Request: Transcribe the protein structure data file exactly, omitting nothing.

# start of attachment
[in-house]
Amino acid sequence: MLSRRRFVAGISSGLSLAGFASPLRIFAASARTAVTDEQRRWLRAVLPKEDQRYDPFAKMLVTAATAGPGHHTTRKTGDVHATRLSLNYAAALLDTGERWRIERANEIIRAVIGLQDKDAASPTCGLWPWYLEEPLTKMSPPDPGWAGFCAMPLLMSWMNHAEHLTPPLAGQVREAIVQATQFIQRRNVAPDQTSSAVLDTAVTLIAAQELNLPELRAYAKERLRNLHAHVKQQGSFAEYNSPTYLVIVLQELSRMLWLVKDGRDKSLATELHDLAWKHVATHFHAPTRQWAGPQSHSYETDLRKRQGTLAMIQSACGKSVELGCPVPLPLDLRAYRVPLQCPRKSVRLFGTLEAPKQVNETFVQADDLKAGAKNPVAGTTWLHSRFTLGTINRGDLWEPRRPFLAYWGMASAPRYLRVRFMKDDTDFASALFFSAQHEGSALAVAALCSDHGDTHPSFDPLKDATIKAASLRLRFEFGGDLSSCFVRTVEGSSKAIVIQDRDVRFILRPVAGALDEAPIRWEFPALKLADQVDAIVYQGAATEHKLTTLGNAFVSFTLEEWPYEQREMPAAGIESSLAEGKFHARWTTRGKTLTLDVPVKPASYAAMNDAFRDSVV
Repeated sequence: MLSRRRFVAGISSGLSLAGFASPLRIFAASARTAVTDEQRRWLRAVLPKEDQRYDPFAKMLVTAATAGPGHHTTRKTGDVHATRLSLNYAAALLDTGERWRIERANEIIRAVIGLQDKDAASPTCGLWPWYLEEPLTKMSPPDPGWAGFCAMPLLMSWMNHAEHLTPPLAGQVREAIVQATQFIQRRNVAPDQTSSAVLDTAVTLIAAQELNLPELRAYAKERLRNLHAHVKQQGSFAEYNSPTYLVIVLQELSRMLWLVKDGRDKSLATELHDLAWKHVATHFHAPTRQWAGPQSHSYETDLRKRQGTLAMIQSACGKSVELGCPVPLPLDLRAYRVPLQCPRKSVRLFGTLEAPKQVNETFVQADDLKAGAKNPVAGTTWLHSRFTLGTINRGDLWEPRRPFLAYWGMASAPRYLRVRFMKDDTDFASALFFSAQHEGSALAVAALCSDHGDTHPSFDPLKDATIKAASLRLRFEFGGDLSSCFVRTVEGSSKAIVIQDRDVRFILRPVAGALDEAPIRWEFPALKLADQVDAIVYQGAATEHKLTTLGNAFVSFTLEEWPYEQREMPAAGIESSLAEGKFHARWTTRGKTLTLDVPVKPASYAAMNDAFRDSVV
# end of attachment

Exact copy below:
[in-house]
Amino acid sequence: MLSRRRFVAGISSGLSLAGFASPLRIFAASARTAVTDEQRRWLRAVLPKEDQRYDPFAKMLVTAATAGPGHHTTRKTGDVHATRLSLNYAAALLDTGERWRIERANEIIRAVIGLQDKDAASPTCGLWPWYLEEPLTKMSPPDPGWAGFCAMPLLMSWMNHAEHLTPPLAGQVREAIVQATQFIQRRNVAPDQTSSAVLDTAVTLIAAQELNLPELRAYAKERLRNLHAHVKQQGSFAEYNSPTYLVIVLQELSRMLWLVKDGRDKSLATELHDLAWKHVATHFHAPTRQWAGPQSHSYETDLRKRQGTLAMIQSACGKSVELGCPVPLPLDLRAYRVPLQCPRKSVRLFGTLEAPKQVNETFVQADDLKAGAKNPVAGTTWLHSRFTLGTINRGDLWEPRRPFLAYWGMASAPRYLRVRFMKDDTDFASALFFSAQHEGSALAVAALCSDHGDTHPSFDPLKDATIKAASLRLRFEFGGDLSSCFVRTVEGSSKAIVIQDRDVRFILRPVAGALDEAPIRWEFPALKLADQVDAIVYQGAATEHKLTTLGNAFVSFTLEEWPYEQREMPAAGIESSLAEGKFHARWTTRGKTLTLDVPVKPASYAAMNDAFRDSVV
Repeated sequence: MLSRRRFVAGISSGLSLAGFASPLRIFAASARTAVTDEQRRWLRAVLPKEDQRYDPFAKMLVTAATAGPGHHTTRKTGDVHATRLSLNYAAALLDTGERWRIERANEIIRAVIGLQDKDAASPTCGLWPWYLEEPLTKMSPPDPGWAGFCAMPLLMSWMNHAEHLTPPLAGQVREAIVQATQFIQRRNVAPDQTSSAVLDTAVTLIAAQELNLPELRAYAKERLRNLHAHVKQQGSFAEYNSPTYLVIVLQELSRMLWLVKDGRDKSLATELHDLAWKHVATHFHAPTRQWAGPQSHSYETDLRKRQGTLAMIQSACGKSVELGCPVPLPLDLRAYRVPLQCPRKSVRLFGTLEAPKQVNETFVQADDLKAGAKNPVAGTTWLHSRFTLGTINRGDLWEPRRPFLAYWGMASAPRYLRVRFMKDDTDFASALFFSAQHEGSALAVAALCSDHGDTHPSFDPLKDATIKAASLRLRFEFGGDLSSCFVRTVEGSSKAIVIQDRDVRFILRPVAGALDEAPIRWEFPALKLADQVDAIVYQGAATEHKLTTLGNAFVSFTLEEWPYEQREMPAAGIESSLAEGKFHARWTTRGKTLTLDVPVKPASYAAMNDAFRDSVV